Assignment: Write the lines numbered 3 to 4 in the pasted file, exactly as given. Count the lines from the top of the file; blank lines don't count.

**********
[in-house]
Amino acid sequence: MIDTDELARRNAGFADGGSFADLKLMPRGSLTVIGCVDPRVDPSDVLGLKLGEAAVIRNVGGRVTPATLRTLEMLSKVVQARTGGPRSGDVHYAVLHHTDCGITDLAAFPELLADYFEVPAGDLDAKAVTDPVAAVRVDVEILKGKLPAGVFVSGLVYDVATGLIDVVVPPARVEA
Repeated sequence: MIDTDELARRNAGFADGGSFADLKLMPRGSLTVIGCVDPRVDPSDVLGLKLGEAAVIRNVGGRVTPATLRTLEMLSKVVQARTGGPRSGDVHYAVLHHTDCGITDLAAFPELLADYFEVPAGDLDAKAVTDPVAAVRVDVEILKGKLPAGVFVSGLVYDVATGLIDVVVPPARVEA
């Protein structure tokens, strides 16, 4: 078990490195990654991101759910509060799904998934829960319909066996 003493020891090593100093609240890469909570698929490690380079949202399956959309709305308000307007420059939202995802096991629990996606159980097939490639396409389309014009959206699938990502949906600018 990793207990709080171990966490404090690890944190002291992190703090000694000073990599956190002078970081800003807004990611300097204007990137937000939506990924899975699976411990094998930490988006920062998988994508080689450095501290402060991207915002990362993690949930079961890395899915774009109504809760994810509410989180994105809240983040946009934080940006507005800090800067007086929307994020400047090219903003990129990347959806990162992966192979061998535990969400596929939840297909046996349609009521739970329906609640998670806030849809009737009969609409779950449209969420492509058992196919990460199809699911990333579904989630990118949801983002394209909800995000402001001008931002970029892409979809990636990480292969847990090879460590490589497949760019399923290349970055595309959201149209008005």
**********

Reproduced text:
Repeated sequence: MIDTDELARRNAGFADGGSFADLKLMPRGSLTVIGCVDPRVDPSDVLGLKLGEAAVIRNVGGRVTPATLRTLEMLSKVVQARTGGPRSGDVHYAVLHHTDCGITDLAAFPELLADYFEVPAGDLDAKAVTDPVAAVRVDVEILKGKLPAGVFVSGLVYDVATGLIDVVVPPARVEA
């Protein structure tokens, strides 16, 4: 078990490195990654991101759910509060799904998934829960319909066996 003493020891090593100093609240890469909570698929490690380079949202399956959309709305308000307007420059939202995802096991629990996606159980097939490639396409389309014009959206699938990502949906600018 990793207990709080171990966490404090690890944190002291992190703090000694000073990599956190002078970081800003807004990611300097204007990137937000939506990924899975699976411990094998930490988006920062998988994508080689450095501290402060991207915002990362993690949930079961890395899915774009109504809760994810509410989180994105809240983040946009934080940006507005800090800067007086929307994020400047090219903003990129990347959806990162992966192979061998535990969400596929939840297909046996349609009521739970329906609640998670806030849809009737009969609409779950449209969420492509058992196919990460199809699911990333579904989630990118949801983002394209909800995000402001001008931002970029892409979809990636990480292969847990090879460590490589497949760019399923290349970055595309959201149209008005």